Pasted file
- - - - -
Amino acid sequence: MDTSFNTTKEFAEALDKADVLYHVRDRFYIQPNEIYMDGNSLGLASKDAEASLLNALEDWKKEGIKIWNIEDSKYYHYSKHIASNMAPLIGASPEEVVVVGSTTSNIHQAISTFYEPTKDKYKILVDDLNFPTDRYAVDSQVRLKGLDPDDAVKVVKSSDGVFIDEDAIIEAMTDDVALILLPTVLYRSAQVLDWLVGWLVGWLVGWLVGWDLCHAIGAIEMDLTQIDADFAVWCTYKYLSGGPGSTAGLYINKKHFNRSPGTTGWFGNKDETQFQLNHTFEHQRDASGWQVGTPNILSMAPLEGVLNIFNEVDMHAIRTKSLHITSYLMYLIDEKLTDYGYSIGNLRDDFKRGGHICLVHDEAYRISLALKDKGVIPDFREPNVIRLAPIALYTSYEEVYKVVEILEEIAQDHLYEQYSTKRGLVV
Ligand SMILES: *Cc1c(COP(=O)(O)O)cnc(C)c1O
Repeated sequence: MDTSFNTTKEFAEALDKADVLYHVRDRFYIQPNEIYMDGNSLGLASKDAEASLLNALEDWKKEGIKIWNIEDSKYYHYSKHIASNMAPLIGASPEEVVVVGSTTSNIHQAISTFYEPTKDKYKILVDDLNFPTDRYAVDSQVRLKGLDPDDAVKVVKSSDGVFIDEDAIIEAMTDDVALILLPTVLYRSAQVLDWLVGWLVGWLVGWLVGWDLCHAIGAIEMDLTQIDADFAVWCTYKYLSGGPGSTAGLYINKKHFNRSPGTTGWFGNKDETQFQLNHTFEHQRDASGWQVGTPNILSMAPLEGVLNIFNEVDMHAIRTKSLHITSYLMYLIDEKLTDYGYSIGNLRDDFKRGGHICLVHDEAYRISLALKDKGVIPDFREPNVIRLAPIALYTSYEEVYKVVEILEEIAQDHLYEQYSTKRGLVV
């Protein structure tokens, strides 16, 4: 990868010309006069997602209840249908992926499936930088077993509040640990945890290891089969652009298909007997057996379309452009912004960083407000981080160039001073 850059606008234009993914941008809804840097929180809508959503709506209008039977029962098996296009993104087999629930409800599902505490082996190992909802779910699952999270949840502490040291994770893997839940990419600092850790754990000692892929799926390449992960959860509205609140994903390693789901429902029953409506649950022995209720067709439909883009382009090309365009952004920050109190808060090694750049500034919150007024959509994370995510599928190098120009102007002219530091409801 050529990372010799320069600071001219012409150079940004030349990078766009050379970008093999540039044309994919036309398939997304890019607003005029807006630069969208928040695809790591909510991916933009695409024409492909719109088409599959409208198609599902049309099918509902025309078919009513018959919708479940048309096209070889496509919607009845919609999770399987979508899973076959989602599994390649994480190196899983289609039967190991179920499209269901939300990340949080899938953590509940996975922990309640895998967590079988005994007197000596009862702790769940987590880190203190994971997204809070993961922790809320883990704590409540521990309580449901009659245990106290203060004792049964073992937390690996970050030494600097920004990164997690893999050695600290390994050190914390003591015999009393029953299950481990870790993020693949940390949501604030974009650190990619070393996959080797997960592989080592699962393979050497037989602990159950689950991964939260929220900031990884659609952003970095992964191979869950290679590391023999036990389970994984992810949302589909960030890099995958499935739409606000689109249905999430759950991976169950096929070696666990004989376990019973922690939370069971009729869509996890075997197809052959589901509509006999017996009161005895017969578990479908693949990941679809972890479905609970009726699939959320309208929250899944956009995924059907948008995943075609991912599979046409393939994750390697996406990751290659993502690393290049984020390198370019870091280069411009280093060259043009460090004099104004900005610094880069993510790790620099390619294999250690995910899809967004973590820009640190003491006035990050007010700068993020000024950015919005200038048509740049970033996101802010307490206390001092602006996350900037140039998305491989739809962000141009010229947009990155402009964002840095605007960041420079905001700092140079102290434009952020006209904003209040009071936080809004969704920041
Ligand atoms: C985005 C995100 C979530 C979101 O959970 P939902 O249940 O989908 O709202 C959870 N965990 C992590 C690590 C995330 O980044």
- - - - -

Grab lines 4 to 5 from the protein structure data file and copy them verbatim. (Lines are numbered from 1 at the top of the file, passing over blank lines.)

């Protein structure tokens, strides 16, 4: 990868010309006069997602209840249908992926499936930088077993509040640990945890290891089969652009298909007997057996379309452009912004960083407000981080160039001073 850059606008234009993914941008809804840097929180809508959503709506209008039977029962098996296009993104087999629930409800599902505490082996190992909802779910699952999270949840502490040291994770893997839940990419600092850790754990000692892929799926390449992960959860509205609140994903390693789901429902029953409506649950022995209720067709439909883009382009090309365009952004920050109190808060090694750049500034919150007024959509994370995510599928190098120009102007002219530091409801 050529990372010799320069600071001219012409150079940004030349990078766009050379970008093999540039044309994919036309398939997304890019607003005029807006630069969208928040695809790591909510991916933009695409024409492909719109088409599959409208198609599902049309099918509902025309078919009513018959919708479940048309096209070889496509919607009845919609999770399987979508899973076959989602599994390649994480190196899983289609039967190991179920499209269901939300990340949080899938953590509940996975922990309640895998967590079988005994007197000596009862702790769940987590880190203190994971997204809070993961922790809320883990704590409540521990309580449901009659245990106290203060004792049964073992937390690996970050030494600097920004990164997690893999050695600290390994050190914390003591015999009393029953299950481990870790993020693949940390949501604030974009650190990619070393996959080797997960592989080592699962393979050497037989602990159950689950991964939260929220900031990884659609952003970095992964191979869950290679590391023999036990389970994984992810949302589909960030890099995958499935739409606000689109249905999430759950991976169950096929070696666990004989376990019973922690939370069971009729869509996890075997197809052959589901509509006999017996009161005895017969578990479908693949990941679809972890479905609970009726699939959320309208929250899944956009995924059907948008995943075609991912599979046409393939994750390697996406990751290659993502690393290049984020390198370019870091280069411009280093060259043009460090004099104004900005610094880069993510790790620099390619294999250690995910899809967004973590820009640190003491006035990050007010700068993020000024950015919005200038048509740049970033996101802010307490206390001092602006996350900037140039998305491989739809962000141009010229947009990155402009964002840095605007960041420079905001700092140079102290434009952020006209904003209040009071936080809004969704920041
Ligand atoms: C985005 C995100 C979530 C979101 O959970 P939902 O249940 O989908 O709202 C959870 N965990 C992590 C690590 C995330 O980044």